She has slashed an hour and 7 minutes hours off the record set by Nokia in 1999.
Surrounded by about 50 spectator craft Wild Oats XI crossed the line in a fresh 15 knot north-westerly, in what amounted to a perfect day for sailing on the Derwent River. Several thousand people lined the waterfront to welcome the sailors in.
It was a finish full of drama. With around five miles to go Wild Oats XI blew the top batten of its mainsail and, in the words of skipper Mark Richards "everything went wrong with it." Fearful that the flogging sail would tear itself to pieces the crew frantically dropped it to the deck while they raise a bigger headsail to compensate.
Yet despite sailing under headsail alone the giant maxi still crossed the line at around 12 knots, demonstrating the amazing power of these yachts. Earlier in the morning the boom vang had ripped off the mast on the last gybe in Storm Bay.
On shore, Mark Richards was philosophical about the last minute drama: "we thought it was just too easy going and something had to go wrong and it did. It doesn't matter, we still finished, broke the record and the boys are very happy."
Wild Oats was 15 miles ahead of the identical length Alfa Romeo.
It has been an extraordinary achievement for Mark Richards and his crew, who had only weeks to find out how to get the most out of this complex racing machine. It has been clear that they have still been learning about the boat as the race has progressed.
Wild Oats XI had led the fleet out of Sydney harbour on Boxing Day after showing exceptional speed in the smooth waters of the harbour. But within an hour Alfa Romeo edged past her, a setback Wild Oats XI navigator Adrienne Cahalan attributed to the fact that they were still learning which headsail to use in the choppy conditions.
For the remainder of the first day the two yachts raced neck and neck down the NSW coast, with Skandia well ahead of the record pace, sticking relentlessly to the rhumb line, the shortest route to Hobart. But as the breeze died early into the evening the record seemed to slip away from them.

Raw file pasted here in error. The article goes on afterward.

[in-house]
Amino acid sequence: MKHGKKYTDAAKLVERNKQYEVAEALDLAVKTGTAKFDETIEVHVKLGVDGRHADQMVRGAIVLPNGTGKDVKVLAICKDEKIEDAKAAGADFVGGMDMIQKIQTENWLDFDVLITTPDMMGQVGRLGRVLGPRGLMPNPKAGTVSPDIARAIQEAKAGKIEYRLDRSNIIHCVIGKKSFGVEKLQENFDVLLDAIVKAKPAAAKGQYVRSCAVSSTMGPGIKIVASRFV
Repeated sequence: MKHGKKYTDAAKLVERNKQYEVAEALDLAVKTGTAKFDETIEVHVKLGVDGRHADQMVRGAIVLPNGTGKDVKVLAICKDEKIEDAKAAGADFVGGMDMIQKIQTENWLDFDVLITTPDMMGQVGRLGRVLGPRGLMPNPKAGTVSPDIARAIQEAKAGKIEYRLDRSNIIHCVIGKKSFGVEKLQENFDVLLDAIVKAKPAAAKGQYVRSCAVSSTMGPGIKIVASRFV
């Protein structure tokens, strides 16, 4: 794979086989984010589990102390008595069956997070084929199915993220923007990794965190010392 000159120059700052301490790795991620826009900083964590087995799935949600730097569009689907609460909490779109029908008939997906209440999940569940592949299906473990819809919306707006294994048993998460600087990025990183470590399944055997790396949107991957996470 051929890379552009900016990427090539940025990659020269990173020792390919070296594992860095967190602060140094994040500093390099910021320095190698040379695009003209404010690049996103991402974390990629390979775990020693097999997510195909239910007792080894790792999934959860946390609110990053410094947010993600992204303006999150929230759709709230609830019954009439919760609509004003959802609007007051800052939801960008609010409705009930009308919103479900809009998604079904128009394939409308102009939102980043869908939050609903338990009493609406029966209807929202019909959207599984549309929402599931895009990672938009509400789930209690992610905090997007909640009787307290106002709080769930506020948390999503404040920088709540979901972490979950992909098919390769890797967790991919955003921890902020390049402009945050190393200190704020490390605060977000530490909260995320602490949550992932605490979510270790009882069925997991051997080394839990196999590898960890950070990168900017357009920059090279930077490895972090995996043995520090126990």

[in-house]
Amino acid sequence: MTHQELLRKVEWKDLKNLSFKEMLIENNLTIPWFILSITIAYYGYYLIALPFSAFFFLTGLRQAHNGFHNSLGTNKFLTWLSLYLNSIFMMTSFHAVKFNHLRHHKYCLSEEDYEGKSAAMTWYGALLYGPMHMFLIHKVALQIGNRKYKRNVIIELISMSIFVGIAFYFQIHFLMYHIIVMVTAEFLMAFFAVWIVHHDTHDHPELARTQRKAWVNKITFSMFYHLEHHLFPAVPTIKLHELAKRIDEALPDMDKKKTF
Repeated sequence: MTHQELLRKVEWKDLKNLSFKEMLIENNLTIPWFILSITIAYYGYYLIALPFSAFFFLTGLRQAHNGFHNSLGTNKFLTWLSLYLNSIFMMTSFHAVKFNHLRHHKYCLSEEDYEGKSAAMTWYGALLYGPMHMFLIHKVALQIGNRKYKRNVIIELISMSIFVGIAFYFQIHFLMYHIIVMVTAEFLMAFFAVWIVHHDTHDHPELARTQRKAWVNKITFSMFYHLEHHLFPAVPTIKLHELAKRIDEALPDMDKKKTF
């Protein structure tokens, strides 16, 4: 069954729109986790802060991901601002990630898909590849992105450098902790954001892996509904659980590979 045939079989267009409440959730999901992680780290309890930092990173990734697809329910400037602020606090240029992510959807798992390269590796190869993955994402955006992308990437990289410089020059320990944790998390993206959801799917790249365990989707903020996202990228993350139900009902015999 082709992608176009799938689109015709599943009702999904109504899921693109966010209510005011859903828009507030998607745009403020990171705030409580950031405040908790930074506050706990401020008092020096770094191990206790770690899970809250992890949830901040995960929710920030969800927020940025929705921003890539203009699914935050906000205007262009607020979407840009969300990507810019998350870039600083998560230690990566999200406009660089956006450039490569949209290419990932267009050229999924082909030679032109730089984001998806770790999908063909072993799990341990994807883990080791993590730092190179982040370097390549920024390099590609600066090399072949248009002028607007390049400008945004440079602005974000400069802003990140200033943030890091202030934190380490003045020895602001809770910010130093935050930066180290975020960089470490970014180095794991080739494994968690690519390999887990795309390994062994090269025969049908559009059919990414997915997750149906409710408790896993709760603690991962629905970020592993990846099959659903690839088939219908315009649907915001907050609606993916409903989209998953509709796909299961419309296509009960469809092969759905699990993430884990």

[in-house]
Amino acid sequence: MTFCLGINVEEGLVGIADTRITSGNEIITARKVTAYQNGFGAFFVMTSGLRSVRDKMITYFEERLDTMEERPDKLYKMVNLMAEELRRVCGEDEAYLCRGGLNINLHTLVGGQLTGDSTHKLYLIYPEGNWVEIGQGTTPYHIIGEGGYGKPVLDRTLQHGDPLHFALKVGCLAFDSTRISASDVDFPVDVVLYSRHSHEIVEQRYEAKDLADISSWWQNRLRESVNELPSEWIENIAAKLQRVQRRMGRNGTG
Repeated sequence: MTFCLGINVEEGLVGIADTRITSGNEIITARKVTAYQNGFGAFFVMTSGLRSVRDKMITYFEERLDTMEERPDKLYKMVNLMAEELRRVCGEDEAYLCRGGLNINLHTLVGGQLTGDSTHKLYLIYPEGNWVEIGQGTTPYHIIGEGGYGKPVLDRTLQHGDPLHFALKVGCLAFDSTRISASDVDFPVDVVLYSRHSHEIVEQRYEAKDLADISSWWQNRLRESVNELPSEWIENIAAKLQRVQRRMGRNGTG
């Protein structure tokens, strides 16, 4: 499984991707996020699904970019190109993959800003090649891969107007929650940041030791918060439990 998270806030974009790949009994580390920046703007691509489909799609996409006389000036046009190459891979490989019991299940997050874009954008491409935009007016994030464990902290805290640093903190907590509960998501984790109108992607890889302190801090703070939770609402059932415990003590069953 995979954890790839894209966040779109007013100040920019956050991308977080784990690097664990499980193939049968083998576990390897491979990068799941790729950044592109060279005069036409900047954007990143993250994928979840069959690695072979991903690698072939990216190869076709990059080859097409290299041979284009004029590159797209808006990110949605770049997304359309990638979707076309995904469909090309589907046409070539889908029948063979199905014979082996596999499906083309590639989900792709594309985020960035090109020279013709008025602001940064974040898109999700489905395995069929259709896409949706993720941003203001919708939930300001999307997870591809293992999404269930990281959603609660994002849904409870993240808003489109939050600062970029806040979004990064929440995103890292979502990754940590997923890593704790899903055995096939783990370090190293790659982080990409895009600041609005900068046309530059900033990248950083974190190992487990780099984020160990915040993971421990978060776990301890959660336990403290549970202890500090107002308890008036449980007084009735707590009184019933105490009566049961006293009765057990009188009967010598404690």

The turning point of the race came at around 5 am on Tuesday morning. Alfa Romeo followed Skandia out to sea looking for extra breeze, but Wild Oats XI veered the other way towards the coast. It was a big call, and it paid off. She found some breeze and took off, opening a twelve mile lead on Alfa Romeo.
Adrienne Cahalan said after the race that she couldn't understand why the other boats didn't follow their lead, "I think Alfa Romeo was looking for more pressure (wind) out to sea while we were looking for the favourable shift." As the strengthening wind shifted to the north it was a procession back along the rhumb line, with no tactical options open to the unlucky Alfa Romeo.
"(Helmsmen) Iain Murray, Gary Wiseman and Chris Harmsen had a great game plan. And we stuck to it - on the first night to stick inshore and it really paid dividends," Richards said. "The next day we woke up to find ourselves ahead of everyone and it stayed that way. A great game plan, we stuck to it and it worked."
Throughout Tuesday the two boats steadily worked their way back into race record contention, with Alfa Romeo unable to run down her rival. Indeed by the end of the day Wild Oats XI had stretched her lead to 20 miles. "We knew if it was a downhill race we'd be hard to beat," said Richards. "Alfa Romeo was faster for the first 12 hours but once we got the spinnaker on we took off."
In flat water the yachts reached incredible speeds, with Wild Oats XI hitting 32 knots on Tuesday night. Richards described it as a "hairy" night with "lots of gybing and heavy air running. It kept everyone awake, that's for sure." The race record was looking in the bag. It all depended on whether Wild Oats XI would find enough breeze on the Derwent River this morning to get to Hobart before the 9:08 am record deadline.
So how did Richards feel when he crossed the finish line? "Huge, huge relief."
Did he really expect to beat Alfa Romeo with such a short preparation time? "To beat such a well oiled machine was a big ask, but we knew we had an equally good boat and an equally good crew."
Whilst Nokia sailed to her record in a Bass Strait gale, conditions for the 2005 race have been described as "benign" with the leaders in the 85 boat fleet having easy running and reaching conditions for most of the race.
Wild Oats XI is a Reichel/Pugh design and was built by the internationally renowned Sydney boat-builder John McConaghy at Mona Vale. She was launched only in late November and had her first race in the CYCA's Big Boat Challenge.
The veteran owner, Bob Oatley, did not sail in the race but the crew included many outstanding Australian yachtsmen, including Mark Richards and Iain Murray.
When Wild Oats XI crossed the finish line Neville Crichton's Alfa Romeo, a near sistership and early race leader, was about 4 nautical miles from the Iron Pot at the entrance to the Derwent River.
Photo Wild Oats XI by Carlo Borlenghi/Rolex